Many companies abandon cable because they tend to migrate from one technology to another. Users build in incompatibility by installing different systems in different departments. Hardware, software and cabling systems are the key components in a communications system; each interacts with the other to provide network performance. Lower performance cabling imposes limitations on the whole system and tradeoffs abound. Lower quality transmission performance on the cabling will increase costs for hardware, maintenance and control. Of the three areas, software is the easiest to modify or replace. Cabling may not be the largest expense of the whole system, but it is systemically the area that generates the most “down time” and overall reduction of network performance. UTP cable is most susceptible to signal distortion and cross talk at higher frequencies. Difference in cross talk between shielded and unshielded pairs may be as high as 35 decibels at 10 megabits per second, and it increases as the frequency gets faster. Defenses have to be included in the topology design by the installing contractor. Emissions can come from a host of sources. This is another point in favor of the fiber optic cable, which is not influenced by EMP.
When integrating cable selection and network management to achieve tomorrow’s low voltage transmission requirements, select the contractor that will deliver well managed network infrastructure. Network managers should follow rigorous protocols when establishing material performance specifications. Testing shows us that the quality of UTP cable can vary greatly. Performance will change according to installation methods and environment. Cable performance will degrade over time. Additionally, temperature and humidity have negative effects on UTP cable performance. Always remember that standards are minimums when it comes to performance. Ask the manufacturer about typical headroom in their product designs.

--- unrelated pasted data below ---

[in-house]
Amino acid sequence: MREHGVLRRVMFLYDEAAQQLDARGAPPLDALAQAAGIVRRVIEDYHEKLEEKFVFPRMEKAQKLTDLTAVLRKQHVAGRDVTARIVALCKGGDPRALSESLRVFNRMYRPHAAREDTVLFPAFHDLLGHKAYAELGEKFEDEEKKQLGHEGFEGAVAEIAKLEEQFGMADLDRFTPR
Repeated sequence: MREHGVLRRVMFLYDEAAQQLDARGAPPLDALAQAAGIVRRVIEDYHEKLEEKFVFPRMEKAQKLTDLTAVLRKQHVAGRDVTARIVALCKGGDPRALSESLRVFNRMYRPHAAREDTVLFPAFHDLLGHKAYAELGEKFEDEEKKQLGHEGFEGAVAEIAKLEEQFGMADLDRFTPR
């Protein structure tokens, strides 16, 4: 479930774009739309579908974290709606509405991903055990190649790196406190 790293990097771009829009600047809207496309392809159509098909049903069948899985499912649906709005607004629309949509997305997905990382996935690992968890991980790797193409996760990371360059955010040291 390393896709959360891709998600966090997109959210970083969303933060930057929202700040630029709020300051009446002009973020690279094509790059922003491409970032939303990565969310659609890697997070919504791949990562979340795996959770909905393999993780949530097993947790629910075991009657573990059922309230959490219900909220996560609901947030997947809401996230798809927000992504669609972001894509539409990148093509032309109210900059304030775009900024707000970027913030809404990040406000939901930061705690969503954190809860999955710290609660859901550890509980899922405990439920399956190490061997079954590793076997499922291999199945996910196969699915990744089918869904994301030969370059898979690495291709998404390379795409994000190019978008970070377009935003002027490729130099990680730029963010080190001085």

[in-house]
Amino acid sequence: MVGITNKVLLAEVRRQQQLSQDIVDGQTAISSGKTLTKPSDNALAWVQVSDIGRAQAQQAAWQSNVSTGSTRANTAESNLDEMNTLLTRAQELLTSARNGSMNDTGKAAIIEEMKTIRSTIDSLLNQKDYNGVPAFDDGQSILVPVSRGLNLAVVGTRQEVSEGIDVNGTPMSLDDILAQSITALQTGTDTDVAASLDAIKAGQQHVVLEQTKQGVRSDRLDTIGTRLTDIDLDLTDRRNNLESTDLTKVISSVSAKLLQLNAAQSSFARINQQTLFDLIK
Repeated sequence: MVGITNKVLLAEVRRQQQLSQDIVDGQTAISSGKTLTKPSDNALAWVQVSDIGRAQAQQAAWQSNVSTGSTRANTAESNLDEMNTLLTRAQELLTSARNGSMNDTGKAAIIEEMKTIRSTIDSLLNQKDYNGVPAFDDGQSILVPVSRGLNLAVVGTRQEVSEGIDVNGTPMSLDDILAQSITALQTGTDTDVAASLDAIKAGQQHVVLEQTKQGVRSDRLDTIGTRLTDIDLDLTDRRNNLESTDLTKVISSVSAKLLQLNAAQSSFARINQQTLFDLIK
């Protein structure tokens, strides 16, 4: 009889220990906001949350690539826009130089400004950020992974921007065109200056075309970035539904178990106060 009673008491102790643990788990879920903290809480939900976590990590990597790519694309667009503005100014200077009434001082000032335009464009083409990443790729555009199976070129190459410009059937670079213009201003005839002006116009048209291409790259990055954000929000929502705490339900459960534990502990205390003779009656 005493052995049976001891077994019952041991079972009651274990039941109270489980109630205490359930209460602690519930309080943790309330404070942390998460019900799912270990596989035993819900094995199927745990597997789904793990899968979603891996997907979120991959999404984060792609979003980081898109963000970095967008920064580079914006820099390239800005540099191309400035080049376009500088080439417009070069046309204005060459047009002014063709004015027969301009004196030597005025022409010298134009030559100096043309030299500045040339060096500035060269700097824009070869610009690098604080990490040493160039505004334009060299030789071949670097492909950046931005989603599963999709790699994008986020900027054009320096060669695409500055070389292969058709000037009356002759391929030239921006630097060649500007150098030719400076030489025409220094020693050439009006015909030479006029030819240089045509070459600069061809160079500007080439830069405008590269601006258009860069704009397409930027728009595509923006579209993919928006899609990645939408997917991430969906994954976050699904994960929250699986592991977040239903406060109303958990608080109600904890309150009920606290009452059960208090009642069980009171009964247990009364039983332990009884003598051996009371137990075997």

Selecting the best choice for your contractor takes investigative skills, if you hope to realize the full value of your cabling infrastructure investment. Check out their credentials and visit their site whenever possible. Ask for their evaluation of your purchase specification and recommendations for ongoing moves, adds, and changes (MACs) activity. MACs are cabling systems’ weak point. To use an old adage “You can pay me now, or you can pay me later. But it’s always more expensive later.” Your contractor should be your partner on the journey to a new technology. Remember, planning is the most powerful tool in your network.
BISBEE is with Communication Planning Corp., a telecom and datacom design/build firm. He provides a free monthly summary of industry news on www.wireville.com.